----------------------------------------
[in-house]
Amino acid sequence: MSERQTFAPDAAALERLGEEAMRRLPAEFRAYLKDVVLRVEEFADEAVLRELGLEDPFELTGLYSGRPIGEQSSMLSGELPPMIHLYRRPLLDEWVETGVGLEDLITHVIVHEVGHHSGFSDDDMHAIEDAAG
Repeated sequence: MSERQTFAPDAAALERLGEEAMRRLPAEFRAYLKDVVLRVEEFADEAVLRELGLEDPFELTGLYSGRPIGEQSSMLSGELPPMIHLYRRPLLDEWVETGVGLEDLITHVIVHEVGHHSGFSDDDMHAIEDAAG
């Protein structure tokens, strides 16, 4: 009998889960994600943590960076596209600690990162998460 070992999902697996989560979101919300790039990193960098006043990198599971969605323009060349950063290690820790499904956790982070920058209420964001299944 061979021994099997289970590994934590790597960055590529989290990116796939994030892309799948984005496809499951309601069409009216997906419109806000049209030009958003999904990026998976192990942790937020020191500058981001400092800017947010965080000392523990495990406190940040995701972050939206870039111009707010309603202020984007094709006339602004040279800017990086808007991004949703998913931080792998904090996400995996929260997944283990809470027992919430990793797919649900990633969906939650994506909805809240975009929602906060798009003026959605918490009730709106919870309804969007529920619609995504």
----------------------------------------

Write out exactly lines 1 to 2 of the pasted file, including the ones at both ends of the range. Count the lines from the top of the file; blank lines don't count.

[in-house]
Amino acid sequence: MSERQTFAPDAAALERLGEEAMRRLPAEFRAYLKDVVLRVEEFADEAVLRELGLEDPFELTGLYSGRPIGEQSSMLSGELPPMIHLYRRPLLDEWVETGVGLEDLITHVIVHEVGHHSGFSDDDMHAIEDAAG